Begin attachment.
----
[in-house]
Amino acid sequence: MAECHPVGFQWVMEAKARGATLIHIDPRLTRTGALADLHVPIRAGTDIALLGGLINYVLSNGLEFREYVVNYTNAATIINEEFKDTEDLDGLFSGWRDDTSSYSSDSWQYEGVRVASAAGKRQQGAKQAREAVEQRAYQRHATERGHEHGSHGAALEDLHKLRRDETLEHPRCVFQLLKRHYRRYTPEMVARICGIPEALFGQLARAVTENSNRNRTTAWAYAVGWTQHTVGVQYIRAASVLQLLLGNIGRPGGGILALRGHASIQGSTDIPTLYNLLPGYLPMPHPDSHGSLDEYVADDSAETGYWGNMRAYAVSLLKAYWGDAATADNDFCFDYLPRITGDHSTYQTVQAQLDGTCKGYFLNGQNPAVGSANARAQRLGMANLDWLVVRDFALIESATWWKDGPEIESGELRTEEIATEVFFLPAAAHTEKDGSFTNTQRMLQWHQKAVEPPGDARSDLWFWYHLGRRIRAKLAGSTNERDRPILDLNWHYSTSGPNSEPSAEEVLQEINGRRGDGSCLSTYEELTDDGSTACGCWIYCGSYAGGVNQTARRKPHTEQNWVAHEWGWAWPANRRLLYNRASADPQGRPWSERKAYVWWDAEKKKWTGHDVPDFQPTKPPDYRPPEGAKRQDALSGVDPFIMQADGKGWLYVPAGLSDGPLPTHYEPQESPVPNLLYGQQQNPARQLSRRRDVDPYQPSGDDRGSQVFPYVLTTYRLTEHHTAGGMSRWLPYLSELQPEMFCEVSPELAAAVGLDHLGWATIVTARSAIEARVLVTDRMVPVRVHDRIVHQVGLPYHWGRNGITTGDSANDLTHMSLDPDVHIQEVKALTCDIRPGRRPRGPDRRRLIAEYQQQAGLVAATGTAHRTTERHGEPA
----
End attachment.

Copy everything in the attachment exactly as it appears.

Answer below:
[in-house]
Amino acid sequence: MAECHPVGFQWVMEAKARGATLIHIDPRLTRTGALADLHVPIRAGTDIALLGGLINYVLSNGLEFREYVVNYTNAATIINEEFKDTEDLDGLFSGWRDDTSSYSSDSWQYEGVRVASAAGKRQQGAKQAREAVEQRAYQRHATERGHEHGSHGAALEDLHKLRRDETLEHPRCVFQLLKRHYRRYTPEMVARICGIPEALFGQLARAVTENSNRNRTTAWAYAVGWTQHTVGVQYIRAASVLQLLLGNIGRPGGGILALRGHASIQGSTDIPTLYNLLPGYLPMPHPDSHGSLDEYVADDSAETGYWGNMRAYAVSLLKAYWGDAATADNDFCFDYLPRITGDHSTYQTVQAQLDGTCKGYFLNGQNPAVGSANARAQRLGMANLDWLVVRDFALIESATWWKDGPEIESGELRTEEIATEVFFLPAAAHTEKDGSFTNTQRMLQWHQKAVEPPGDARSDLWFWYHLGRRIRAKLAGSTNERDRPILDLNWHYSTSGPNSEPSAEEVLQEINGRRGDGSCLSTYEELTDDGSTACGCWIYCGSYAGGVNQTARRKPHTEQNWVAHEWGWAWPANRRLLYNRASADPQGRPWSERKAYVWWDAEKKKWTGHDVPDFQPTKPPDYRPPEGAKRQDALSGVDPFIMQADGKGWLYVPAGLSDGPLPTHYEPQESPVPNLLYGQQQNPARQLSRRRDVDPYQPSGDDRGSQVFPYVLTTYRLTEHHTAGGMSRWLPYLSELQPEMFCEVSPELAAAVGLDHLGWATIVTARSAIEARVLVTDRMVPVRVHDRIVHQVGLPYHWGRNGITTGDSANDLTHMSLDPDVHIQEVKALTCDIRPGRRPRGPDRRRLIAEYQQQAGLVAATGTAHRTTERHGEPA